Prior to joining the faculty of Lehigh University in 1985, Dr.
Jain worked as a researcher for six years at the Materials Science
Division of Argonne National Laboratory, and the Nuclear Waste
Management Division of Brookhaven National Laboratory. During this
period he also taught a graduate course on ceramics at Columbia
University in New York City and served as a Visiting Scientist at
UniversitÑt Dortmund, Germany and Indian Institute of
Technology at Kanpur, India. At Lehigh he has introduced new courses
on Dielectrics, Glasses, and Biomaterials. Dr. Jain's research
activities include: dielectric properties, defects, diffusion, and
nuclear spin relaxation in glasses and ceramics; physical and
chemical structure of glass; radiation enhanced processing;
glass-metal reactions; materials problems in nuclear waste
management; etc. He is a discoverer of 'anomalous isotope mass effect
in glass'. Professor Jain has edited three books and is a coauthor of
two patents and numerous research papers. He is a recipient of
Humboldt and Campbell Fellowships. He maintains active collaborations
with several institutions in Germany, Greece, India and U.S.A. This
goes well with him as he enjoys visiting new places in his spare
Selected recent publications
- X. Lu, H. Jain, O. Kanert, R. Kuechler and J. Dieckhoefer,
"Low Temperature Dynamics of Inorganic Glasses: Electrical
Conductivity vs. Nuclear Spin Relaxation", Philosophical Magazine,
B70, 1045, 1994.
- W.C. Huang, H. Jain and M.A. Marcus, "Structural Study of Rb
and (Rb, Ag) Germanate Glasses by EXAFS and XPS", Journal of
Non-crystalline Solids, 180, 40, 1994.
- H. Jain and C.H. Hsieh, "Role of Structure in Ionic Diffusion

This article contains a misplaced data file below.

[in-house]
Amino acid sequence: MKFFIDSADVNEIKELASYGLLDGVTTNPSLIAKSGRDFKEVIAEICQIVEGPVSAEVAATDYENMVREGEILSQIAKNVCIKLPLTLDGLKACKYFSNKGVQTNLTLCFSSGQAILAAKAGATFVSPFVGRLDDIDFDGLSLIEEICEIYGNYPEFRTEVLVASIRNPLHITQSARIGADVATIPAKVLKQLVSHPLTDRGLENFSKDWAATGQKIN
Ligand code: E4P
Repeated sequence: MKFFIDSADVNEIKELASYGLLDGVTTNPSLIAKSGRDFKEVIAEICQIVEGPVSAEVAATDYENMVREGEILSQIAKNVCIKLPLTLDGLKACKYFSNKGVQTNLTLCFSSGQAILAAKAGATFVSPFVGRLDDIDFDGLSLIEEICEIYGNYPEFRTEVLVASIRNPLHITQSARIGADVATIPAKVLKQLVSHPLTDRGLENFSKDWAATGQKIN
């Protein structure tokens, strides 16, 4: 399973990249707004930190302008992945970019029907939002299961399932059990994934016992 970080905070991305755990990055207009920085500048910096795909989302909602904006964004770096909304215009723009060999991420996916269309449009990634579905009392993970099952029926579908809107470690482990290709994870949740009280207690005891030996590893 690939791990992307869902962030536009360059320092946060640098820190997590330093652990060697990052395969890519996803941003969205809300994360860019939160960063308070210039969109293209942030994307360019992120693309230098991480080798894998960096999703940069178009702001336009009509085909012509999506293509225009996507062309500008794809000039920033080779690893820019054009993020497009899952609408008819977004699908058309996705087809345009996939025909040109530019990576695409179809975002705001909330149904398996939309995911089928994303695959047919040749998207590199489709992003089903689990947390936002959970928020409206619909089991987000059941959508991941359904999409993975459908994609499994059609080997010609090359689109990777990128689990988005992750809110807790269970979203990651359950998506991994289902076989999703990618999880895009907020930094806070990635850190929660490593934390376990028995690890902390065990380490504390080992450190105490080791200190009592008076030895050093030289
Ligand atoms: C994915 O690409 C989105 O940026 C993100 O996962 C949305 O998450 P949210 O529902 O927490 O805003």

in Inorganic Glasses", in Diffusion in Amorphous Materials, H.
Jain and D. Gupta, eds., TMS, Warrendale, 1994. p.63.
- H. Jain, "Ion Movement relaxation in Inorganic Glasses",
Journal of Non-crystalline Solids, 131, 961, 1991).
- H. Jain, O. Parkash and M.Y. Xu, "Sintering of a Ceramic at
Very Low temperatures", Journal of American Ceramic Society, 72,
An understanding of
interaction of reactive metals with common oxide glasses is crucial
to their application in hermetic seals, microelectronics, as a
biomateri al etc. The figure shows the microstructure of the
development of the interface between titanium metal and silica glass.
The inset is a high resolution x-ray ph otoelectron spectra
describing the very early stages of the reaction between the two
components at room temperature, which cannot be detected by common
analytic al techniques.
Inorganic glasses are used
in numerous electrical, microelectronics and optical applications.
Dr. Jain's group has specialized in correlating physical and chemi
cal structure with electrical properties. The 3-D figure shows the
electrical re sponse of an ion conducting glass over a wide range of
temperature and frequency . The large plane represents a relatively
new mechanism of conductivity describe d by Dr. Jain as the 'jelly
fish' like movement of a group of atoms.
Prof. Jain and his daughter have recently produced a paper that
describes the making of hard candy as a model for the processes
involved in commercial glass formation.
The full version of this paper is
available here in PDF format (3.1 MB).